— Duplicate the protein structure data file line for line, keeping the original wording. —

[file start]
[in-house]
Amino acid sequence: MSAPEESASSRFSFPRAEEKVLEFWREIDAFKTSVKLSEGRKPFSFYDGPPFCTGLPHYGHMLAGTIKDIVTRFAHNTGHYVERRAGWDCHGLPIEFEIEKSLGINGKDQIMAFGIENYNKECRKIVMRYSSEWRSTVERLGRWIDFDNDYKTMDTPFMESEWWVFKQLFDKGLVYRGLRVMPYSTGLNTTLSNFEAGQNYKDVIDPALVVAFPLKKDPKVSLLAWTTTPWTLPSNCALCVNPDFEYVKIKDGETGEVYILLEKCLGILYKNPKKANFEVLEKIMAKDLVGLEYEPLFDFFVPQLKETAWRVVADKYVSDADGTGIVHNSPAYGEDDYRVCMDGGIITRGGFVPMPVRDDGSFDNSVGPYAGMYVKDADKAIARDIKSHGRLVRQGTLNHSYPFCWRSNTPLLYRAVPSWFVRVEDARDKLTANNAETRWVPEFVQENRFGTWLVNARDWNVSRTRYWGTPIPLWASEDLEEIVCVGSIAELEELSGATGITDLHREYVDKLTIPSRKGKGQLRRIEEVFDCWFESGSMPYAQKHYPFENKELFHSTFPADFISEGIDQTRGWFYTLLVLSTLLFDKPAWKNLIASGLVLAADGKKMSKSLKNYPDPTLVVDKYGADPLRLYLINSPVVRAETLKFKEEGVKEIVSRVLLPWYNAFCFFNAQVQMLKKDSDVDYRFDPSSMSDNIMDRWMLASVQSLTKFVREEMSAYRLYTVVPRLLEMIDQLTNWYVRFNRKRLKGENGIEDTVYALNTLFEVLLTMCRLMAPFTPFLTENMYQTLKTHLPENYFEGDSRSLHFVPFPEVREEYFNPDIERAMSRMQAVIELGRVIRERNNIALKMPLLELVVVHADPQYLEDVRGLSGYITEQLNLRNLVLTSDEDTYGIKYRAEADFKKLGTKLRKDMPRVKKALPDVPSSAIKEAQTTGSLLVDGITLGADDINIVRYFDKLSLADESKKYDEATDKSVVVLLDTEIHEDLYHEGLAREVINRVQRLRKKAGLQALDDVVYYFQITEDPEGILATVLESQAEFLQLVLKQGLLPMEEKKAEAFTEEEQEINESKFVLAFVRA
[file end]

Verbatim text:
[in-house]
Amino acid sequence: MSAPEESASSRFSFPRAEEKVLEFWREIDAFKTSVKLSEGRKPFSFYDGPPFCTGLPHYGHMLAGTIKDIVTRFAHNTGHYVERRAGWDCHGLPIEFEIEKSLGINGKDQIMAFGIENYNKECRKIVMRYSSEWRSTVERLGRWIDFDNDYKTMDTPFMESEWWVFKQLFDKGLVYRGLRVMPYSTGLNTTLSNFEAGQNYKDVIDPALVVAFPLKKDPKVSLLAWTTTPWTLPSNCALCVNPDFEYVKIKDGETGEVYILLEKCLGILYKNPKKANFEVLEKIMAKDLVGLEYEPLFDFFVPQLKETAWRVVADKYVSDADGTGIVHNSPAYGEDDYRVCMDGGIITRGGFVPMPVRDDGSFDNSVGPYAGMYVKDADKAIARDIKSHGRLVRQGTLNHSYPFCWRSNTPLLYRAVPSWFVRVEDARDKLTANNAETRWVPEFVQENRFGTWLVNARDWNVSRTRYWGTPIPLWASEDLEEIVCVGSIAELEELSGATGITDLHREYVDKLTIPSRKGKGQLRRIEEVFDCWFESGSMPYAQKHYPFENKELFHSTFPADFISEGIDQTRGWFYTLLVLSTLLFDKPAWKNLIASGLVLAADGKKMSKSLKNYPDPTLVVDKYGADPLRLYLINSPVVRAETLKFKEEGVKEIVSRVLLPWYNAFCFFNAQVQMLKKDSDVDYRFDPSSMSDNIMDRWMLASVQSLTKFVREEMSAYRLYTVVPRLLEMIDQLTNWYVRFNRKRLKGENGIEDTVYALNTLFEVLLTMCRLMAPFTPFLTENMYQTLKTHLPENYFEGDSRSLHFVPFPEVREEYFNPDIERAMSRMQAVIELGRVIRERNNIALKMPLLELVVVHADPQYLEDVRGLSGYITEQLNLRNLVLTSDEDTYGIKYRAEADFKKLGTKLRKDMPRVKKALPDVPSSAIKEAQTTGSLLVDGITLGADDINIVRYFDKLSLADESKKYDEATDKSVVVLLDTEIHEDLYHEGLAREVINRVQRLRKKAGLQALDDVVYYFQITEDPEGILATVLESQAEFLQLVLKQGLLPMEEKKAEAFTEEEQEINESKFVLAFVRA